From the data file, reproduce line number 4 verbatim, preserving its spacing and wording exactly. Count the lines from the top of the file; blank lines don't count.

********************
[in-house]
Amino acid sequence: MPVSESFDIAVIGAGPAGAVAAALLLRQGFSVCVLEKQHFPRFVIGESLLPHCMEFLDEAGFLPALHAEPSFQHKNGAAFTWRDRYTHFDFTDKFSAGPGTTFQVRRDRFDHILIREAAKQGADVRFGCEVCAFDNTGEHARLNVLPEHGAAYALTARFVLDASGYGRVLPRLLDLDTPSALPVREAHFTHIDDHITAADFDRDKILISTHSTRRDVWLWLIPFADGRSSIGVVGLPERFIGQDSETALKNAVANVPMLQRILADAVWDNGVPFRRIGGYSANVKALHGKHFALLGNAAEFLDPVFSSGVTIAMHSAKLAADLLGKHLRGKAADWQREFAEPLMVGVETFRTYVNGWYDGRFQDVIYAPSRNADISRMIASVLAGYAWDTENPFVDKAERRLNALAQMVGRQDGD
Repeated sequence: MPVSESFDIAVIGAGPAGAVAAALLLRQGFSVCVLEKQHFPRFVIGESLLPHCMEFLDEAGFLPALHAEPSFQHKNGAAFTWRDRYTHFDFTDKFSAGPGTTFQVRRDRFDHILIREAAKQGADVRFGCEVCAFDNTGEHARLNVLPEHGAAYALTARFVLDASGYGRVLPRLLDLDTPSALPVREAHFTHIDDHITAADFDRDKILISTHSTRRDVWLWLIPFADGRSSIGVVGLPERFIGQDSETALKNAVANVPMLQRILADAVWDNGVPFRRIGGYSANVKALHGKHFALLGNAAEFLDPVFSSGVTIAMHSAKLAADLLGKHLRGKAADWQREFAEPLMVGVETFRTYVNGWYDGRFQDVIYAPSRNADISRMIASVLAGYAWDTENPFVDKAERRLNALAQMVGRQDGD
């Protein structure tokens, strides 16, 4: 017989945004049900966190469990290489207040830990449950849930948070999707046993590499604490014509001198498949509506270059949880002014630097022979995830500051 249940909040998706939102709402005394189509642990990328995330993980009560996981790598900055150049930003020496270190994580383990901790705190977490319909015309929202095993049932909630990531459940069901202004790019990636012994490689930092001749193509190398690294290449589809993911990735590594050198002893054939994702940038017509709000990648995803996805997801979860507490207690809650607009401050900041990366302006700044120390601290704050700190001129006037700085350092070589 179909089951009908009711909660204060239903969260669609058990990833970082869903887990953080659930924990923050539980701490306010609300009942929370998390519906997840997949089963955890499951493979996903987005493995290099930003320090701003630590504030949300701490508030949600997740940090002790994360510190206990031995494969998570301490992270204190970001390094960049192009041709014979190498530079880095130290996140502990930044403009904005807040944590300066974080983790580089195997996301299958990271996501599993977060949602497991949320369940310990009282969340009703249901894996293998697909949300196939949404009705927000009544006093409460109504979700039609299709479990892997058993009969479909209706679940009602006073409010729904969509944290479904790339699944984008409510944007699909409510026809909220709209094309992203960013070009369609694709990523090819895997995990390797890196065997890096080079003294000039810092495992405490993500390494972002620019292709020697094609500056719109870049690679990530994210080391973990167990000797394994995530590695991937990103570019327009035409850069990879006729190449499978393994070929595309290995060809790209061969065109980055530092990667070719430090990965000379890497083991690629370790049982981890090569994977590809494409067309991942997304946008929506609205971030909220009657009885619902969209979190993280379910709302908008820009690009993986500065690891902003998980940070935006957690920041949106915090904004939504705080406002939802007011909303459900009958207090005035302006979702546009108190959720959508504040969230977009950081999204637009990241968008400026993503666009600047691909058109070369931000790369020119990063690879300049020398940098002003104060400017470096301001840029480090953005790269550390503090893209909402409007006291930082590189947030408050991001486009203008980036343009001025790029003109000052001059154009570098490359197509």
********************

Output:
């Protein structure tokens, strides 16, 4: 017989945004049900966190469990290489207040830990449950849930948070999707046993590499604490014509001198498949509506270059949880002014630097022979995830500051 249940909040998706939102709402005394189509642990990328995330993980009560996981790598900055150049930003020496270190994580383990901790705190977490319909015309929202095993049932909630990531459940069901202004790019990636012994490689930092001749193509190398690294290449589809993911990735590594050198002893054939994702940038017509709000990648995803996805997801979860507490207690809650607009401050900041990366302006700044120390601290704050700190001129006037700085350092070589 179909089951009908009711909660204060239903969260669609058990990833970082869903887990953080659930924990923050539980701490306010609300009942929370998390519906997840997949089963955890499951493979996903987005493995290099930003320090701003630590504030949300701490508030949600997740940090002790994360510190206990031995494969998570301490992270204190970001390094960049192009041709014979190498530079880095130290996140502990930044403009904005807040944590300066974080983790580089195997996301299958990271996501599993977060949602497991949320369940310990009282969340009703249901894996293998697909949300196939949404009705927000009544006093409460109504979700039609299709479990892997058993009969479909209706679940009602006073409010729904969509944290479904790339699944984008409510944007699909409510026809909220709209094309992203960013070009369609694709990523090819895997995990390797890196065997890096080079003294000039810092495992405490993500390494972002620019292709020697094609500056719109870049690679990530994210080391973990167990000797394994995530590695991937990103570019327009035409850069990879006729190449499978393994070929595309290995060809790209061969065109980055530092990667070719430090990965000379890497083991690629370790049982981890090569994977590809494409067309991942997304946008929506609205971030909220009657009885619902969209979190993280379910709302908008820009690009993986500065690891902003998980940070935006957690920041949106915090904004939504705080406002939802007011909303459900009958207090005035302006979702546009108190959720959508504040969230977009950081999204637009990241968008400026993503666009600047691909058109070369931000790369020119990063690879300049020398940098002003104060400017470096301001840029480090953005790269550390503090893209909402409007006291930082590189947030408050991001486009203008980036343009001025790029003109000052001059154009570098490359197509």